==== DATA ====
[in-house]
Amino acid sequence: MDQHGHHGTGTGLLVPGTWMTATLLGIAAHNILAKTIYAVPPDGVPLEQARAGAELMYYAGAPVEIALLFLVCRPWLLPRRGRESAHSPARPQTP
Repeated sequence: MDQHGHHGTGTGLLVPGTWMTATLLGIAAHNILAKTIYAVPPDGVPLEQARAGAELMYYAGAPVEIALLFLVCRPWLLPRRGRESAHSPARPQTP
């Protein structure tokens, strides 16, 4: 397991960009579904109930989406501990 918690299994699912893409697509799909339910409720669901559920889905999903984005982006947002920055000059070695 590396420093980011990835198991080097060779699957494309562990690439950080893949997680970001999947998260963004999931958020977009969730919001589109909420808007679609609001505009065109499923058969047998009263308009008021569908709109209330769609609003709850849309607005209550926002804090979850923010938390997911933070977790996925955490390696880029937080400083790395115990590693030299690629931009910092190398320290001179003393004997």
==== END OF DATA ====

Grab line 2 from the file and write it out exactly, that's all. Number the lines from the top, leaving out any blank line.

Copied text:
Amino acid sequence: MDQHGHHGTGTGLLVPGTWMTATLLGIAAHNILAKTIYAVPPDGVPLEQARAGAELMYYAGAPVEIALLFLVCRPWLLPRRGRESAHSPARPQTP